Windows, Doors & More

Your options are wide open when selecting window frames

Your options are wide open when selecting window frames

Your options are wide open when selecting window frames

For Seattle Times & NW Homes

Q: We’re in the process of designing an add-on for our home and are trying to figure out what kind of windows we want. But there are so many windows to choose from, where do we start?

A: People in our showroom often ask the same question. While there are many aspects to consider when selecting a window, materials selection is often the most essential.

It’s common knowledge that the key component of windows is glass. Today, most glass used in windows is generic, produced by a handful of suppliers. In fact, most of the larger manufacturers buy from the same company, Cardinal. They not only make the glass substrate, but also apply the low-E, energy efficient coatings, and make the insulating units that allows the glass to act as insulation.

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Cardinal and other companies make low-E coatings with varying performance levels suitable for different goals, such as meeting solar control requirements (e.g., reducing glare and heat gain) or adapting to different locations and climates. Most customers have some knowledge of glass coating. What often surprises them is the variety of materials that window frames can be made from.

Vinyl or UPVC: More than 70% of windows sold in North America are made of this material, which is cost-effective, energy efficient, durable and readily available. They come mostly in white and tan colors that can be painted on the exterior. Most manufacturers also offer a handful of standard colors. Additional colors and patterns can be achieved by applying foil (a thin acrylic wrap) to the frame — a rare process in the West Coast market that’s becoming increasingly popular.


Composite materials: These frames are surging in popularity. Resin materials are reinforced with fibers to add structural integrity and rigidity — it’s common to use glass and wood fibers to add strength. These materials can be 4–10 times stronger than simple vinyl windows; this means they can be thinner and less bulky, resulting in narrower sight lines that emphasize the glass. This strength also means the frames are less prone to expansion and contraction so paint (or a colored foil or cap stock) can be applied on both exterior and interior sides. Using dark colors on the interior is fashionable.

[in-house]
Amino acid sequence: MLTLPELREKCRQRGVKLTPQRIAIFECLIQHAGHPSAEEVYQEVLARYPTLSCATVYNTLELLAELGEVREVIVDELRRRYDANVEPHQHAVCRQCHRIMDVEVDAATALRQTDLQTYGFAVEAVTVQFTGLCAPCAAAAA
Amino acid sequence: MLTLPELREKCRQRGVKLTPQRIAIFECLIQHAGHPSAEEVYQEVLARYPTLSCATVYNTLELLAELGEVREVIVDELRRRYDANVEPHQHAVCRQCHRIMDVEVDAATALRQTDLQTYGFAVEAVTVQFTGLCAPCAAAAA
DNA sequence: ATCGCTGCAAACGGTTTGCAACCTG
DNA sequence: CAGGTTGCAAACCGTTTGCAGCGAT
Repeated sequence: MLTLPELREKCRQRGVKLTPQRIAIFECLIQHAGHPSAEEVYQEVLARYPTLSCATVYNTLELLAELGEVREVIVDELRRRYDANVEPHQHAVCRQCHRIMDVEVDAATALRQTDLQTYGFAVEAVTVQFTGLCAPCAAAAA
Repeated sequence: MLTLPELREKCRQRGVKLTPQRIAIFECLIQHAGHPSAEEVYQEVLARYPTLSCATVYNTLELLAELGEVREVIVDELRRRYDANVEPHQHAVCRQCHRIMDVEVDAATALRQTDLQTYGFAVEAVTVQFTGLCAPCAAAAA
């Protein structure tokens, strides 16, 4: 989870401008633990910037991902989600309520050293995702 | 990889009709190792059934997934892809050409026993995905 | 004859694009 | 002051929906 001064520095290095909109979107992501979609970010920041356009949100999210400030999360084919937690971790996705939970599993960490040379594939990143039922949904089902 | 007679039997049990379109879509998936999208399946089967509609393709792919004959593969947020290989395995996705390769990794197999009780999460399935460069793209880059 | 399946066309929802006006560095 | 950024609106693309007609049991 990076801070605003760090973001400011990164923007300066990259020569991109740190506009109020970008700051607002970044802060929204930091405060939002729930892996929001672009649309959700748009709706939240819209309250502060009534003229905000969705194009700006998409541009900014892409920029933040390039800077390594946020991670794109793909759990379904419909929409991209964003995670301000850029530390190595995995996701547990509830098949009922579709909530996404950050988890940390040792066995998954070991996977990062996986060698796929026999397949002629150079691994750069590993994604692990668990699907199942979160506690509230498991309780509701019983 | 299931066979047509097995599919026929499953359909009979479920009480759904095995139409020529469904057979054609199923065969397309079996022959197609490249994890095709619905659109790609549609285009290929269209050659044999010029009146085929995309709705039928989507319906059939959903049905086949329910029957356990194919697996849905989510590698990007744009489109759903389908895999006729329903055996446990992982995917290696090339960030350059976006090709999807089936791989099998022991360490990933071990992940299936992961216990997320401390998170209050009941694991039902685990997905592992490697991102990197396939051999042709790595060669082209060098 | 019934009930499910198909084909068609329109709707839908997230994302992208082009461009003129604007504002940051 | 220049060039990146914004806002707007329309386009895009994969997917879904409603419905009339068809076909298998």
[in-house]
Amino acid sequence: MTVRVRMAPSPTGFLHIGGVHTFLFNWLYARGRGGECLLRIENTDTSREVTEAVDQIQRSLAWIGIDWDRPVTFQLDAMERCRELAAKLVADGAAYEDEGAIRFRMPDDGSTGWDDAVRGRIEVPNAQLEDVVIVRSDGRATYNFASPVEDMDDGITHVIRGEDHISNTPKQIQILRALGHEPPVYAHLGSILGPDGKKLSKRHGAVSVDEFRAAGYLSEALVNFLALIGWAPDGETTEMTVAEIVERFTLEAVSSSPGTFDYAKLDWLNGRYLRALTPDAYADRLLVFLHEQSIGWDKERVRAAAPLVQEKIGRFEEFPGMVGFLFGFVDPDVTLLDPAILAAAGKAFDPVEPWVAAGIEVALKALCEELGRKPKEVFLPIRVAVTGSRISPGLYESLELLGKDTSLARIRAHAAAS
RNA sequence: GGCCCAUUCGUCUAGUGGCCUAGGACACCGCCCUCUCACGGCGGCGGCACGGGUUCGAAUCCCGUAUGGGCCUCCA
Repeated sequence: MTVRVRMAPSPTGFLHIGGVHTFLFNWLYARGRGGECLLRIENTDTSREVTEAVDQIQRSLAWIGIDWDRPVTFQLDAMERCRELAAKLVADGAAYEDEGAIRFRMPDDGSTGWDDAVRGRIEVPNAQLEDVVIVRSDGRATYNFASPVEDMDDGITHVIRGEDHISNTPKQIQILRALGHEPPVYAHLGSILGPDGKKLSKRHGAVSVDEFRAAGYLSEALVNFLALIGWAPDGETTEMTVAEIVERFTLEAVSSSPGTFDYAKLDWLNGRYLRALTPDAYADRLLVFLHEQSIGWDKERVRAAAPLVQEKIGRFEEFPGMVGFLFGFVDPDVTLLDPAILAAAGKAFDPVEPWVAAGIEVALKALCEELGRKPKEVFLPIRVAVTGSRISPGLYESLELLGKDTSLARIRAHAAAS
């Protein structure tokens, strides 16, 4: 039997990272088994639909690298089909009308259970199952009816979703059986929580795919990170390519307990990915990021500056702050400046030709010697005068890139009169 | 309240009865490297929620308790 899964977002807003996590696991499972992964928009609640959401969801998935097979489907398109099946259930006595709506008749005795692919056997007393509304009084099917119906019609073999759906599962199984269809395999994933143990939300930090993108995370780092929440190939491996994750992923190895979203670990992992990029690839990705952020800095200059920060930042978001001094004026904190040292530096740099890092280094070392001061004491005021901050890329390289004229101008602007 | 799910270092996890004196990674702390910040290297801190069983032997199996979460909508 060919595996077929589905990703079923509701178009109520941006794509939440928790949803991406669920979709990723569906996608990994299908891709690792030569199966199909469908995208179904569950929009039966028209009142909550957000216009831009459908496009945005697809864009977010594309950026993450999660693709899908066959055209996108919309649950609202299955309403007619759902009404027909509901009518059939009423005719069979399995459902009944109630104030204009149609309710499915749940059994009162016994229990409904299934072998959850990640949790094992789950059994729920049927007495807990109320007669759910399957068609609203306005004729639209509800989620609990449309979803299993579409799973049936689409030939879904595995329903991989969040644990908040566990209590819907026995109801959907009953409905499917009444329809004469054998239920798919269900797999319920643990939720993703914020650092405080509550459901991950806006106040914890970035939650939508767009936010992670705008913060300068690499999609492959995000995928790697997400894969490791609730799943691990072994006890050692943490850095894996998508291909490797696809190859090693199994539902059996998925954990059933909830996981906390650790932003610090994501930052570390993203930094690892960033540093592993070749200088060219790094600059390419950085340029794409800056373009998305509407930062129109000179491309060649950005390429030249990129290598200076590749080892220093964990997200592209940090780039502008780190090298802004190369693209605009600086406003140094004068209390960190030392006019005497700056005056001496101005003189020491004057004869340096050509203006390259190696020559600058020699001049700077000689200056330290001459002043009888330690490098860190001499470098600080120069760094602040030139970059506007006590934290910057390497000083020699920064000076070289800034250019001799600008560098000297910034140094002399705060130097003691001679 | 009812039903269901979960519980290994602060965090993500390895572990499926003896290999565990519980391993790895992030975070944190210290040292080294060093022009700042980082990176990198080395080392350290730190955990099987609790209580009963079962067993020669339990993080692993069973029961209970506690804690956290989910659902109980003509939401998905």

Aluminum: Demand for frames of this type has grown in recent years. These products, with anodized or painted finishes, are strong, often feature clean sharp lines, and can span large openings. In most markets, a thermally improved product is required (a thermal barrier of a less conductive material is inserted into the frame to lower heat and cold transfer). Aluminum products are considerably more expensive to manufacture and often require field installation due to their sizes and configurations.

Wood: Traditional wood windows are still very popular, especially for higher-end homes. Because of their performance, aesthetic value and versatility, they can provide a distinct design element to a home. Whether painted or stained, the wood window is something to look at, not just through. Usually, today’s wood frame will have an aluminum (or sometimes composite) exterior that can be painted in a variety of colors. Common interior wood types are pine or alder (especially when painted), Douglas fir (which is exceptionally strong and beautiful when stained), mahogany, oak and cherry. With high-quality wood window manufacturers, the range of materials, for form and function, is vast.

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Steel: Steel is quickly gaining market traction. At the higher end of the cost spectrum, steel offers a unique look, structural integrity and capacity for very large windows. Steel windows can be configured in unique and compelling styles, while their narrow frame profiles maximize the glass’s prominence. There are many steel window fabricators that purchase the same lineal parts and cut, weld and finish them into their own brand, but they’re essentially the same window made by different companies. Finishes can range from standard black paint to textured coatings and bronze finishes that patina with age. Steel windows may stretch a company’s limited capacities or be imported, resulting in lead times as long as six months, so you’ll need to start early when selecting steel. Also, these systems often require field installation and site glazing, making them more expensive.

Bronze and imported materials: Speaking of bronze and importing, at the top of the pyramid is extruded bronze framed windows. These can be built in very large sizes, offer meticulous performance (like aluminum and steel, they incorporate thermal barriers) and are visually stunning. Imported from Europe, these products often utilize European glass, offering larger standard sizes, clearer glass by default, and oftentimes, heat strengthened and laminated products as a baseline.

Within each of these material categories there are a variety of manufacturers with specific features and benefits, and varied price points based on quality, fit and finish. Not all vinyl windows offer the same features, and the same goes for wood, aluminum steel or bronze. But once you have a sense for the materials above, you can narrow down manufacturers, distributors and installers to best meet your needs.

If you have a question or would like assistance in your selection process, we are here to help! Simply reach out to us at 206-782-1011 or send us an email to